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Seahorse Species for Aquariums

There are over 40 recognized fish in the genus Hippocampus meaning “sea monster.” These seahorses inhabit tropical, sub-tropical and temperate waters around the world. Having a head and neck suggestive of a horse, seahorses also have segmented bony armor, an upright posture and a curled prehensile tail adept at grabbing onto structures and holding tight even in small currents. Seahorses tend to fare poorly in home aquariums, but these species are typically encountered in the aquarium trade.

Smooth Seahorse (Hippocampus kuda)

The Smooth Seahorse (Hippocampus kuda) is also known as the Spotted, Yellow, or Black Seahorse. A protective trait that this and many other seahorses have is their chameleon-like ability to change color to match their surroundings. It is not unusual for them to take on the coloration of an object one has decided to adopt as a favorite hiding plac.

They grow Up to 6.5 inches and they can be black to orange and yellow

Dwarf Seahorse (Hippocampus zostera)

In the wild they are found in the western Atlantic Ocean, from Bermuda to the Bahamas, southern Florida and the entire Gulf of Mexico. As the name Dwarf Seahorse implies, this is a tiny species which makes them ideal for mini or nano-reef tanks. According to Guinness World Records, it is the slowest-moving fish known.

They can grow up to 2 inches and in colors they are beige, yellow, green, or black, with possible white spots; camouflaging lumps and larger protrusions.

Brazilian Seahorse (Hippocampus reidi)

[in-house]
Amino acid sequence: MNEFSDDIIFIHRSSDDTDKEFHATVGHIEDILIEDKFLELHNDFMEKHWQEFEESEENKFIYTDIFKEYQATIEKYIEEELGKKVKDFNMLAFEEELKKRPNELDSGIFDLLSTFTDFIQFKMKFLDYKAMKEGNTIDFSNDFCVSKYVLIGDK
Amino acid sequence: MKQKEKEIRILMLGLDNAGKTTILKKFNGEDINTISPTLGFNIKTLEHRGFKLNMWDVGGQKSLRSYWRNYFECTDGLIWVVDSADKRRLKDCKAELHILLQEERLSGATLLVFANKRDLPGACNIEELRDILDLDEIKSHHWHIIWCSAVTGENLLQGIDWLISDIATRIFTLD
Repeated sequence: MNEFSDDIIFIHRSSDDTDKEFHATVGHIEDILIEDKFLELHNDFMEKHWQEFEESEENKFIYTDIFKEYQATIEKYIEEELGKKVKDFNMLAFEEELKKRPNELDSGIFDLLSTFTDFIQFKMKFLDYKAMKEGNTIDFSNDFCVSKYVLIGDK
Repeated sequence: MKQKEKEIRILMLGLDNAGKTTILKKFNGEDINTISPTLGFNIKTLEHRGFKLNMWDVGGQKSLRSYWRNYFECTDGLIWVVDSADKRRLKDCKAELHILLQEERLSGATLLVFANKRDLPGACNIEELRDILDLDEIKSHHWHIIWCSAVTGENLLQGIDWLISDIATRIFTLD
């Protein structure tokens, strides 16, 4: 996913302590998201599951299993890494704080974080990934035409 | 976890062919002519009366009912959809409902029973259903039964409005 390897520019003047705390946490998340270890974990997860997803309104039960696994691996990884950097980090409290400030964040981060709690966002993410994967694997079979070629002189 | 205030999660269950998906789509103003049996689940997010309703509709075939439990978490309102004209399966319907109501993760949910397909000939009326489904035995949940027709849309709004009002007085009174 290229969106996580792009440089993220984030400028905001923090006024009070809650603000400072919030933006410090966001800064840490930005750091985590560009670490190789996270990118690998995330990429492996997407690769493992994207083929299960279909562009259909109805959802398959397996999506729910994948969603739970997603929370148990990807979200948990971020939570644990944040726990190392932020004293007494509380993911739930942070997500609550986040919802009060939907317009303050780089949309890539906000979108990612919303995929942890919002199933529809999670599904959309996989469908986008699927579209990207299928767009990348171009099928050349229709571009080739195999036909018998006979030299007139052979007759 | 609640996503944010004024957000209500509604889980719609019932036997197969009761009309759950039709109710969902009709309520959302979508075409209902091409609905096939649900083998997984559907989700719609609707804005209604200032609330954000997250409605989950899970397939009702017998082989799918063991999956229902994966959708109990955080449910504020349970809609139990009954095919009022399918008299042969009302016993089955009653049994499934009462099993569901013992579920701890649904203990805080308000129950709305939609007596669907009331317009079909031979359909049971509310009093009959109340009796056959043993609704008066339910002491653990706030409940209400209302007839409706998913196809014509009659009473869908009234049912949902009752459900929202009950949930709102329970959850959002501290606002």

The Brazilian Seahorse has many colors‚Äč and is one of the largest known species. As coral reefs and seagrass beds worldwide are deteriorating, this drastically reduces viable habitat for seahorses. Additionally, bycatch in many areas causes high cumulative effects on seahorses, with an estimated 37 million individuals being removed annually over 21 countries.

They can grow up to 8 inches, in color they can be
yellow, black, orange or red.

Tiger-Tail Seahorse (Hippocampus comes)

Of a bold yellow coloration and tiger-like rings on its tail is a very hardy species. This is a reef-dwelling seahorse that inhabits tropical waters around Malaysia and Singapore, and as far east as the Philippines. It prefers to live among soft corals, especially finger and toadstool leather corals, gorgonians and sponges.

They grow up to 6 inches and in colors are yellow (females) and dark or black (males).

Lined Seahorse (Hippocampus erectus)

They are also known as the Erect Seahorse or Atlantic Seahorse. This Seahorse adapts well to aquarium life if it is fed properly and if the tank is well maintained. The Lined Seahorse prefers a quiet tank with other non-aggressive fish, such as the Mandarin Dragonet.

They grow up to 5.5 inches and in colors are gray, orange, brown, yellow and red to black with a pattern of white lines following the neck contour; white dots along the tail.

Gorgonian Pygmy Seahorse (Hippocampus bargibanti)

They arguably one of the cutest animals in the oceans. They are named for the gorgonians or “sea fans,” which they inhabit for their entire lives. These fish are fairly new to the aquarium trade. Unlike the larger seahorses, pygmies have one single gill opening on the back of the head, instead of one on each side. Females have a raised ovipositor pore for extruding eggs and males have a slit for accepting the eggs.

They grow up to 0.5 inches, they are tiny, covered in camouflage bumps; bulbous heads, truncated snouts. Coloring matching to the sea fan they inhabit.

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